Hemizygous interstitial or terminal deletion of the long arm of chromosome 5 [del(5q)] is a recurrent cytogenetic abnormality in myeloid malignancies, including myelodysplastic syndromes (MDS) and acute myeloid leukemia (AML). These deletions cause loss of a large contiguous chromosomal region encompassing more than 30 genes, which results in disease through haploinsufficiency of one or more genes including RPS14. In MDS, del(5q) in isolation is a lower-risk cytogenetic anomaly and is sometimes associated with a unique clinicopathological phenotype, but in AML it represents a higher-risk lesion, often denoting secondary AML arising from prior MDS. Lenalidomide effectively targets the del(5q)-bearing clone in MDS, resulting in sustained erythroid transfusion independence in most patients and cytogenetic remission in a subset of treated patients. Since the initial regulatory approval of lenalidomide for del(5q) MDS in 2005, translational research endeavors in del(5q)-associated myeloid malignancies have improved our understanding of how allelic haploinsufficiency underlies both the hematological phenotype and selective sensitivity to lenalidomide therapy. This review will focus on the molecular pathogenesis of del(5q) in myeloid malignancies, clinical development of lenalidomide and emerging data on lenalidomide-refractory del (5q) MDS, and possible novel targeted therapeutic strategies.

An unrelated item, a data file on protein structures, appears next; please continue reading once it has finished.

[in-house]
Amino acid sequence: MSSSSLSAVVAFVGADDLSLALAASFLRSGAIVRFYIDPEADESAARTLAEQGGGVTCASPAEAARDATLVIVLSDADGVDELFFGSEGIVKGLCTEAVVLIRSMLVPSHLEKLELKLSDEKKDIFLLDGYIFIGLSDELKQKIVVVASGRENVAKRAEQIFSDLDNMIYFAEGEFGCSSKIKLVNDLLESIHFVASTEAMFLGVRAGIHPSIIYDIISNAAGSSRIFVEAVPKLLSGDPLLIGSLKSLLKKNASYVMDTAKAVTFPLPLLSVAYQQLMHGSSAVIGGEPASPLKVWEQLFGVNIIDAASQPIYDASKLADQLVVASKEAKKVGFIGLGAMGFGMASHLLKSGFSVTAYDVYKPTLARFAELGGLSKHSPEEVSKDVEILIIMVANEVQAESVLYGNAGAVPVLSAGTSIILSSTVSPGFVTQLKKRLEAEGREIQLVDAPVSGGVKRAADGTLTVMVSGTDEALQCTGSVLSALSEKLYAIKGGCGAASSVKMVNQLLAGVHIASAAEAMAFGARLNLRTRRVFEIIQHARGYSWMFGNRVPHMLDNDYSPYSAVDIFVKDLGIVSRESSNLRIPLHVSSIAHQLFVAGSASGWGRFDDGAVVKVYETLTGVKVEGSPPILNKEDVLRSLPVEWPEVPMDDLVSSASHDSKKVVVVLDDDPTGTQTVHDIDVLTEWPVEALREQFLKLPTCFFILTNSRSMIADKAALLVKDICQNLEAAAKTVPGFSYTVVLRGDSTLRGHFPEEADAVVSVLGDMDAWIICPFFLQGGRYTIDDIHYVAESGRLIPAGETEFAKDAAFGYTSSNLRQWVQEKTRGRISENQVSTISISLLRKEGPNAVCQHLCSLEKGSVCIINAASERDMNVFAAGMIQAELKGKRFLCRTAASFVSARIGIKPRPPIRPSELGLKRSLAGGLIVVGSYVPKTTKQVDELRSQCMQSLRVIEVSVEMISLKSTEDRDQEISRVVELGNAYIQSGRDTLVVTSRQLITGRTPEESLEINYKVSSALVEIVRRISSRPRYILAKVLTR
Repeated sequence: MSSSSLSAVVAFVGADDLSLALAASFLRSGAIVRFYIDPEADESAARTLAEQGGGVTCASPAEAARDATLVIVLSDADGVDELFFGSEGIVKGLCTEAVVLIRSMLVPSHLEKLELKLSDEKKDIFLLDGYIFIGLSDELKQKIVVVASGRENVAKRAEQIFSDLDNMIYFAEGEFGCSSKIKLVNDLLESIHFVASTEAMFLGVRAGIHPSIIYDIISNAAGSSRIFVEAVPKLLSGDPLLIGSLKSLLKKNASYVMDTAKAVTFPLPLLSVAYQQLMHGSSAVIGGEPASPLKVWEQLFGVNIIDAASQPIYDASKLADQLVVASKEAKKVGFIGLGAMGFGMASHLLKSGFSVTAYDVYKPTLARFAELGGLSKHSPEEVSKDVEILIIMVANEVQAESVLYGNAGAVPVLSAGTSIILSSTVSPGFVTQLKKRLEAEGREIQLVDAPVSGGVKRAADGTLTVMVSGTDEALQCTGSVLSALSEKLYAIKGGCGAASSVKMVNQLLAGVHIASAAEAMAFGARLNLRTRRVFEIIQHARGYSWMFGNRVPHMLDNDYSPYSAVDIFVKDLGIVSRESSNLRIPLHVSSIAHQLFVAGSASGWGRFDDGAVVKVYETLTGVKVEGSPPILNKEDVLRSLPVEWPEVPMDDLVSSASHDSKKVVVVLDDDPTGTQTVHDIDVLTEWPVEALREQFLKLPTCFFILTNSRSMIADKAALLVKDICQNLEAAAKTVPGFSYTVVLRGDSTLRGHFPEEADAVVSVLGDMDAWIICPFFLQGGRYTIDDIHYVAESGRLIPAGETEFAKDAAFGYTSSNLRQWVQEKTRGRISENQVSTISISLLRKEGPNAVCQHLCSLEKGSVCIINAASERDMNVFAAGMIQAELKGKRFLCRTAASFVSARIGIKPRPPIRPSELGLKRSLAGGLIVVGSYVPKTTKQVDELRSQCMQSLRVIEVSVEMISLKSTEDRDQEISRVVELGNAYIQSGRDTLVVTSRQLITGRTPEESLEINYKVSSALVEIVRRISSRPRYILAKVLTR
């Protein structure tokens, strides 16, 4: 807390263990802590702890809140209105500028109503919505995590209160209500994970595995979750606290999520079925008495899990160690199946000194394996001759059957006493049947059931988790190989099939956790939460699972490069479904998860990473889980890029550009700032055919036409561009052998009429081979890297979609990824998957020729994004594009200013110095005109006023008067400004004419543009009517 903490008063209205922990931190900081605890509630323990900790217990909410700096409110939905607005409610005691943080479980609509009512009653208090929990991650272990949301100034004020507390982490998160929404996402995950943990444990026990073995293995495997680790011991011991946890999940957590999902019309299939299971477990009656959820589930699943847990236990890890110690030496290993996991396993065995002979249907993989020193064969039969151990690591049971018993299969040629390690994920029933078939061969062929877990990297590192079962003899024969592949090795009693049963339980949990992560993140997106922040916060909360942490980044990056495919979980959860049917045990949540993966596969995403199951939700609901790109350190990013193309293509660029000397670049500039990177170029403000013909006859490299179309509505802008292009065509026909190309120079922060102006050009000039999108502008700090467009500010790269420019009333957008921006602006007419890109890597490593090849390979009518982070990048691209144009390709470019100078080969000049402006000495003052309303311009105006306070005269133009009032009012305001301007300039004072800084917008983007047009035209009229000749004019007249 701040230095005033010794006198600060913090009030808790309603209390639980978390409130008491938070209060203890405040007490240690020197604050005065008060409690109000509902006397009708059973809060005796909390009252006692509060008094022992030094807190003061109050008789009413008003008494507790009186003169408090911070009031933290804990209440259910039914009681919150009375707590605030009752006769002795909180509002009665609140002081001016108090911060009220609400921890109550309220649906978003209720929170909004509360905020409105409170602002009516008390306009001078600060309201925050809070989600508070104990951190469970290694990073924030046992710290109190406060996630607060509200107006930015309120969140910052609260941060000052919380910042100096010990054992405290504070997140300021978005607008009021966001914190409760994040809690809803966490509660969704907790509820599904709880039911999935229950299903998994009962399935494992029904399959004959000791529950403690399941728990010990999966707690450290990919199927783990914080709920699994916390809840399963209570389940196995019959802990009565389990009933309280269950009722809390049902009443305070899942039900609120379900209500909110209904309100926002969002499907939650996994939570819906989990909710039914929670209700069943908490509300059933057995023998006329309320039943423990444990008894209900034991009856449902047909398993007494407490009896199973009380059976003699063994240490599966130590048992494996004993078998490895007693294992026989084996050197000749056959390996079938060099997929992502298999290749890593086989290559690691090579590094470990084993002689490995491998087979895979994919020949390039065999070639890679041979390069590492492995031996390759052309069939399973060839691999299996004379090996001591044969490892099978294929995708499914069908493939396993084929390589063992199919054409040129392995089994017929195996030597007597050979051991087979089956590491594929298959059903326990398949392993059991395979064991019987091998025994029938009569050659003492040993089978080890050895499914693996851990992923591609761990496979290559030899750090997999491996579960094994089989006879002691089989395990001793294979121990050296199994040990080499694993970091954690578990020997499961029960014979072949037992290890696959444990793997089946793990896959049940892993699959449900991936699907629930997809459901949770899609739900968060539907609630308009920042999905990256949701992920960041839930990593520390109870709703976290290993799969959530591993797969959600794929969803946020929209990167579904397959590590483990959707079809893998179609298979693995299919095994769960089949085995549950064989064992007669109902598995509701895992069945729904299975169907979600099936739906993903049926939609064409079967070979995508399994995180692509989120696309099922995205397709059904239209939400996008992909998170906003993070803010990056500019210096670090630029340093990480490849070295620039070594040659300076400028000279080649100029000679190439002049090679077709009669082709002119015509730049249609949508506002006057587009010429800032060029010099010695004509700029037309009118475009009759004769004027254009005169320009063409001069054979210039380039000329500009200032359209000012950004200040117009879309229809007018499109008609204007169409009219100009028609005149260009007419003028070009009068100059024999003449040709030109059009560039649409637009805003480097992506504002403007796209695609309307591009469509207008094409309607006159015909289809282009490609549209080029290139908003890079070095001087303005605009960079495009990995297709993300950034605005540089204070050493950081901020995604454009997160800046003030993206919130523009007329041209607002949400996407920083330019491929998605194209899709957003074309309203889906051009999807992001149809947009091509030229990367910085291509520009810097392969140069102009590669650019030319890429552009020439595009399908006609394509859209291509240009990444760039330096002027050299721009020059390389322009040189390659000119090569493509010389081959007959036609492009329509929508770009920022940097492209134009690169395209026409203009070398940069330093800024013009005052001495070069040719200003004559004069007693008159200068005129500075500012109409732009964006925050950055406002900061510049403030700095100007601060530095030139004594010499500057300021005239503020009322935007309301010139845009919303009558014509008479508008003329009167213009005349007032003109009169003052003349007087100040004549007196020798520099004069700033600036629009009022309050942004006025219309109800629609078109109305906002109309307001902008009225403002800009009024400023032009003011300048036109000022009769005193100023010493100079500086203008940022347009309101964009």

Keywords: AML; Cereblon; Chromosome 5q; Haploinsufficiency; Lenalidomide; MDS; RPS14; TP53.
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